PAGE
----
In the first part of our series on Rajaraja I Chola we had explained his lineage and accession in detail. The accession of Rajaraja I marked the beginning of the grand Chola Age which took the dynasty to the pinnacle of glory.
As per the Tiruvalangadu plates Rajaraja I began his digvijaya (victorious military campaign) with the conquest of the southern direction. The Pandya, Kerala, and Simhala were in an alliance against the Cholas since the times of Rajaraja’s forefathers. This alliance was in effect at the time of Rajaraja I as well and hence Rajaraja’s southern campaign was directed both the Cheras and the Pandyas.
Rajaraja I Chola’s Southern Campaigns
Pandya king Amarabhujanga was defeated and his kingdom was absorbed into the Chola one. The Chera contemporary of Rajaraja I was Bhaskara Ravi Varman Tiruvadi. He defeated both the Cheras and Pandyas to assume the title “Mummudi Chola Deva” meaning “the lord who adorns three crowns (that of Chola, Chera, and Pandyas)”. KAN Sastri is inclined to believe that this title means the thrice powerful Chola.
Although Rajaraja I bears this title from his 4th regnal year, his conquest of both the kingdoms wasn’t complete until his 8th regnal year when Rajaraja’s inscriptions appear in Kerala and Pandya kingdoms. The conquest of both these kingdoms was completed through a series of military expeditions one of which was led by none other than his son and successor Yuvaraja (crown prince) Rajendra I Chola.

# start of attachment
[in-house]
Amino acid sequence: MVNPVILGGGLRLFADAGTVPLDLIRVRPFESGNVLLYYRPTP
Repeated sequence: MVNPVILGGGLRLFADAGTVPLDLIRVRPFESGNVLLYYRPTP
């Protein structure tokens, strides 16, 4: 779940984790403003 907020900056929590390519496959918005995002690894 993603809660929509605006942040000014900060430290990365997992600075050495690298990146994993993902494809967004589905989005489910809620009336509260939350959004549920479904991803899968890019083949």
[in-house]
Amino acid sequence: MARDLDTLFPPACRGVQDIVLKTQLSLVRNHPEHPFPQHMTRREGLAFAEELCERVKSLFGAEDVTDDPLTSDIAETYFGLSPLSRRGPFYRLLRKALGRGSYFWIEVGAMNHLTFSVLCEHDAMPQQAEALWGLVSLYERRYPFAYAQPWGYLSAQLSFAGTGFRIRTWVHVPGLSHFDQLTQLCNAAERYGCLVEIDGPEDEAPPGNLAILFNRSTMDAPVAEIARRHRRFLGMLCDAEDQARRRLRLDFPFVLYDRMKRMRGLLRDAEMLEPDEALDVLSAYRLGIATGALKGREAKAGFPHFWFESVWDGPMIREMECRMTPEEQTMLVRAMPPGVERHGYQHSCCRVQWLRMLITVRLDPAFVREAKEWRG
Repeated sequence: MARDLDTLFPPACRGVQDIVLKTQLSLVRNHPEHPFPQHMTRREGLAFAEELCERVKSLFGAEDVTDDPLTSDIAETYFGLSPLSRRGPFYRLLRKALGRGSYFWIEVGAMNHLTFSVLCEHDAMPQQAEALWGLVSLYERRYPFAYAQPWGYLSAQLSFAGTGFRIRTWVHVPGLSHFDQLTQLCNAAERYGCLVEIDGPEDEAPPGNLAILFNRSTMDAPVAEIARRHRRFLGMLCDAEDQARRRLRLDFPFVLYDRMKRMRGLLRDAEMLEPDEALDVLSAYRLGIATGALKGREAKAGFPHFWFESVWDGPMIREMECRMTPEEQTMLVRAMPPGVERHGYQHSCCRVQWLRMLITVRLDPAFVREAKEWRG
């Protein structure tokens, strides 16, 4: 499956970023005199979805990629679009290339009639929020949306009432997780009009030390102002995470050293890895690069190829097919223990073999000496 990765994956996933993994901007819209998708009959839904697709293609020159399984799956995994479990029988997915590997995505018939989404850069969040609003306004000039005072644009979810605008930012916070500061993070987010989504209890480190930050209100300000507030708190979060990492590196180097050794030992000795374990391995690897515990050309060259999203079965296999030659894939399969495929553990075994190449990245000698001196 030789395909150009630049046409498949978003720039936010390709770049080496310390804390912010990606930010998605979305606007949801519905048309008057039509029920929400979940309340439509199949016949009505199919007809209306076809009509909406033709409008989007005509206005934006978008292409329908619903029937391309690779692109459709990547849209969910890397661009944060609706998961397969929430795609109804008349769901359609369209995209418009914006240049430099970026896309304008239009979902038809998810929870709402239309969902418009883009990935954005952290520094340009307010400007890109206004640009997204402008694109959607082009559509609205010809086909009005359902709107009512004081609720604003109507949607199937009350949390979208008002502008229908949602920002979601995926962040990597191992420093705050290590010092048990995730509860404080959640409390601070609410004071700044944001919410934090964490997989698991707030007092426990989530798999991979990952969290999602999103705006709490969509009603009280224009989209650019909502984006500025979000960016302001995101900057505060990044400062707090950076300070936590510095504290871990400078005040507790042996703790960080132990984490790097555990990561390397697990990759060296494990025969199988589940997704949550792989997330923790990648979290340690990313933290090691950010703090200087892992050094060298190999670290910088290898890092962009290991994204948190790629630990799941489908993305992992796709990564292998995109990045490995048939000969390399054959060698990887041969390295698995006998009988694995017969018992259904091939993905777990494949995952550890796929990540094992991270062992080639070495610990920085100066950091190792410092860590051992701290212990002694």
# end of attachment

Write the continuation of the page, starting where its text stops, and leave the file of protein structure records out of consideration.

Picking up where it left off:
Conquest of Simhala (Sri Lanka) by Rajaraja I Chola
Having completed the conquest and assimilation of Chera and Pandya kingdoms into the Chola fold, Rajaraja turned his attention towards the third of the triumvirate Simhala. The Izham (northern part of Sri Lanka) finds place from the first Meykkirtti (panegyric introduction) beginning with the phrase ‘Tirumagal’.
The Tiruvalangadu plates contain the following picturesque account of the invasion of Ceylon (Source: KAN Sastri)
“Rama built with the aid of the monkeys, a causeway across the seas, and then slew with great difficulty the king of Lanka by means of sharp-edged arrows. But Rama was excelled by this (king) whose powerful army crossed the ocean by ships and burnt up the king of Lanka”.